Let’s try answering this interview question again, using our standard structured story points and the new candidate background information I mentioned above:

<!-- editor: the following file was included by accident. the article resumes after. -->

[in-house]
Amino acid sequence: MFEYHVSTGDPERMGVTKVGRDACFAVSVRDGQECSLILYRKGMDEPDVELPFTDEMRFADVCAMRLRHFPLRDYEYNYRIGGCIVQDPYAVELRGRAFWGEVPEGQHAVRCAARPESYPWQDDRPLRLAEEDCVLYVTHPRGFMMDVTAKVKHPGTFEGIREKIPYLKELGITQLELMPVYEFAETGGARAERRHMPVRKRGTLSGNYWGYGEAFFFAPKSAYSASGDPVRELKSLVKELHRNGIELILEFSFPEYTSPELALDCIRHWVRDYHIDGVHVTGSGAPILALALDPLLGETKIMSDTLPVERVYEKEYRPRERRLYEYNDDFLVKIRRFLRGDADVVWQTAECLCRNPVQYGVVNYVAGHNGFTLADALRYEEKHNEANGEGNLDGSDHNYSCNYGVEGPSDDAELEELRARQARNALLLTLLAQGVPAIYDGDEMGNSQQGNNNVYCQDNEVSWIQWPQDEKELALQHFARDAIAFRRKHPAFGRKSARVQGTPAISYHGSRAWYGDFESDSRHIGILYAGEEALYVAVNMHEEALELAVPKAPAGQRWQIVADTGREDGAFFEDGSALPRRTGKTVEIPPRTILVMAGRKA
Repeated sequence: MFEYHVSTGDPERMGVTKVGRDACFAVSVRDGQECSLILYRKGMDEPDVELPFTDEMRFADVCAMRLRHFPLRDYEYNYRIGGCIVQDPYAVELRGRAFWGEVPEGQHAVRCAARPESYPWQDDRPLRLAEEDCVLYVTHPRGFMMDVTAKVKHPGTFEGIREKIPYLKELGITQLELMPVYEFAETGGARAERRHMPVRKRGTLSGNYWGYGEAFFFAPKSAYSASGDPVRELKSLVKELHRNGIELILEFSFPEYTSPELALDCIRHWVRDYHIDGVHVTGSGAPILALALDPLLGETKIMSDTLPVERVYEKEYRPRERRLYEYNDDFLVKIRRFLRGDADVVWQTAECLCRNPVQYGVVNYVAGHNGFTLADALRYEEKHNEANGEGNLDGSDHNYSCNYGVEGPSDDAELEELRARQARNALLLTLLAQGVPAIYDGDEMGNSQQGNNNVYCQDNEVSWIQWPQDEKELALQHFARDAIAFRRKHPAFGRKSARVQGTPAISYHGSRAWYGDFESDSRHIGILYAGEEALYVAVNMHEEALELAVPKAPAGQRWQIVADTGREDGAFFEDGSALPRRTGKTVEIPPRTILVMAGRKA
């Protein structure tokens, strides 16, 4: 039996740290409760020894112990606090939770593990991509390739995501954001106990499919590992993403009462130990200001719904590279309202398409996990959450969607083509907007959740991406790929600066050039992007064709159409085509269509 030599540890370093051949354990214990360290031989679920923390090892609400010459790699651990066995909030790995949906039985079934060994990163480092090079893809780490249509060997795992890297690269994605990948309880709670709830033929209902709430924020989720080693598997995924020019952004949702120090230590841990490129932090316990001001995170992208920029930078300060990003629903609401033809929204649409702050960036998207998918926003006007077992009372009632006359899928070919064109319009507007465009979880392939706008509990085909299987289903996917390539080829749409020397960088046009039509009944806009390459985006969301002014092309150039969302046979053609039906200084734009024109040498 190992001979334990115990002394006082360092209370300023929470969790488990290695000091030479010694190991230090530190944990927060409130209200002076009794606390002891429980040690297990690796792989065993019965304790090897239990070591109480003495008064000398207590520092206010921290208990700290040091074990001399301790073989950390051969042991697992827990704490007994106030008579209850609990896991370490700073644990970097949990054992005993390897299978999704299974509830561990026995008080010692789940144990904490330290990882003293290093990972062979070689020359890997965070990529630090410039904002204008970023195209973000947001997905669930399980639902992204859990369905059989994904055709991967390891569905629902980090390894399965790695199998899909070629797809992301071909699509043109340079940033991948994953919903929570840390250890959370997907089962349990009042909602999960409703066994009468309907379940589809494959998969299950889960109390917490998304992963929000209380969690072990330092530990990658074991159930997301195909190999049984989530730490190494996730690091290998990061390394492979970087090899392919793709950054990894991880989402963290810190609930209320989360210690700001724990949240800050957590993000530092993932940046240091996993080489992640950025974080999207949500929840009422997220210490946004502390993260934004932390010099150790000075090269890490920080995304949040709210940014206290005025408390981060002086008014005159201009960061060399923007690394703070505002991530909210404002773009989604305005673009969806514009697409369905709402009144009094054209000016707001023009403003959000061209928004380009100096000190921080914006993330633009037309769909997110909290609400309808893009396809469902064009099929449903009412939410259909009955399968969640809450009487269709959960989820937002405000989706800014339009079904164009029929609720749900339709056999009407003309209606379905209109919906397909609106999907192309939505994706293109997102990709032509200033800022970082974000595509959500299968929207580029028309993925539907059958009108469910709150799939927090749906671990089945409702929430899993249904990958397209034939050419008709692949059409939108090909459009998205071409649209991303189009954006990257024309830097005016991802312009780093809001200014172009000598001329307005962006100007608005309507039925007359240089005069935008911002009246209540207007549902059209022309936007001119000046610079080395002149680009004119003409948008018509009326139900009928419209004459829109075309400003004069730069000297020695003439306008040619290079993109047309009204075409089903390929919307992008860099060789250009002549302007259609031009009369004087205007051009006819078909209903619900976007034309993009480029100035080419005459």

“Well, I was born and raised in Seattle and as a high school senior I knew I wanted to attend the University of Washington because of it’s strong engineering department and my passion for technology.  However, while taking prerequisite classes in the engineering department, I started to feel removed from the human element which I never knew was so important to me until it was missing.  This led me to pursue a degree in Marketing which is very focused on examining the way people think and perceive information in order to create the most effective advertising campaign.  I never lost my curiosity for technology however, I still regularly read a variety ofblogs and news articles about the latest products being brought to market and the technology behind them.  So it was natural for me to investigate careers with Microsoft, a company that is at the forefront of technological innovation.  When I started the job hunt I was on the Microsoft website one day and found some information about your User Experience team that works with various departments within the company to help create user experiences across a wide range of products.  I was immediately hooked.  Although, I’m a non-traditional candidate for this particular position, I think my background has the potential to strengthen the diversity of the User Experience team.  My insight into the way people perceive information that I gained from my marketing education as well as my broad knowledge of the latest consumer technology products being developed will add a useful counter point to the members of the team which have a computer engineering background.”